I speak to many parents of younger child who are worried about when those ‘first words’ will come. We are often asked when a child should start to talk and how many words they should have by what age. But it is really important to remember that communicating is much more than words. So before there are words, here are other signs you should be looking for and ways to help.
Today I am going to talk about listening. Now I know this sounds a bit silly if you are worried about your child not talking, but we need to show them how to listen and attend to language, before they can use it.
My child’s not talking, what am I listening for?
We have spoken before about giving children the time to respond. Being quiet and listening are very important. Just because your child might not have words yet, doesn’t mean they aren’t communicating with you. Non-verbal communication is just as valid and important. Here are some ways your child might be communicating with you, without using any words!
– The toys a child chooses, show you what they are interested in. By working with these toys, you are more likely to engage your child. It can also show you how they are feeling.
– Reaching for something. This is the first step towards asking for something.
– Turning away from something. This is just as telling as reaching for something and shows they don’t want it.
– Smiling. This shows you are engaged and sharing the moment.
– Looking at you or looking at a toy and then looking at you. These are both telling you what the child wants.
– Gestures. When I was working with one young man, before he started using words, we were working on encouraging him to say ‘more’. He loved bubbles, so we were using them; I would put the wand back in the pot and wait, looking expectantly. Before he started to say more, he would take my hand and put it on the lid of the bubbles. This was his way of communicating more.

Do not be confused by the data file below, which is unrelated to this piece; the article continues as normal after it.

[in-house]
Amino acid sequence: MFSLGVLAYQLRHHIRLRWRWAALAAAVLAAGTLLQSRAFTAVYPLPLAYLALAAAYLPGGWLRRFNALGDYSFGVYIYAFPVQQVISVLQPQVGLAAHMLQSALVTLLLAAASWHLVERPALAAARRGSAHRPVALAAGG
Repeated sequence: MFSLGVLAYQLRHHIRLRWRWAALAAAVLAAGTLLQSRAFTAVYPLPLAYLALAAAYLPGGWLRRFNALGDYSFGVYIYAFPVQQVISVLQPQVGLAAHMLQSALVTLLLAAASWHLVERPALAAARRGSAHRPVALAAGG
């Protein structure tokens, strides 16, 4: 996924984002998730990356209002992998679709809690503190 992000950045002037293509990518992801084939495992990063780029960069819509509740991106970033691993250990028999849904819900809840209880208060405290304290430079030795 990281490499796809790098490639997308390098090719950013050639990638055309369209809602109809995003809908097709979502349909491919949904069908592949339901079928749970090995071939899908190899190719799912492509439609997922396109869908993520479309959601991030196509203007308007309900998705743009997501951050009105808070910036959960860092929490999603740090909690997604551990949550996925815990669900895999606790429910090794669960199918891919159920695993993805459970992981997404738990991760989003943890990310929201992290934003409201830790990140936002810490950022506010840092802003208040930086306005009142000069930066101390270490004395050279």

– Noises, squealing and laughing. These noises can show you pleasure or disdain. They are very effective forms of communication!
– Shouting or having a meltdown. Every behaviour is a communication. It may not be a behaviour we like, but your child is very clearly showing that they aren’t happy about something. If you break down the behaviour, you will find the message.
But why is that important? They’re still not talking.
We can get very caught up waiting for the words. Words only make up a small percentage of communication. Your child is likely to be communicating a number of things to you, the best way they can at the moment. So in order to help your child talk, first we must be listening to the whole message.
How can I show my child I’m listening?
– Get down to their level and yes, I mean sitting on the floor! Now this might sound too simple or a bit silly, but it is highly effective. To fully engage with a child and show them what to do, they need to be able to see your face easily, without having to look up at you. It is also easier to get involved with their play.
– Being face to face with a child also means it’s easier to make eye contact. Now we don’t want to stare, and often younger children will only make eye contact briefly, but by being at their level, you are enabling the connection to be made.
– Use short sentences, or just words to describe what you are doing. You can read more about this here. Don’t ask too many questions. Communication isn’t about being constantly asked to name things. Its about commenting and asking and sharing.
– Enjoy simple turn taking. This maybe with sounds or symbolic noises, such as animal noises or car/ train noises. If your child attempts to ‘brrmmm’ when playing with their favourite car, copy the noise. You are showing that we take turns in a conversation
So, have a try. It may feel like you are just looking and listening, but you are showing your child that you are engaged and demonstrating all aspects of communication.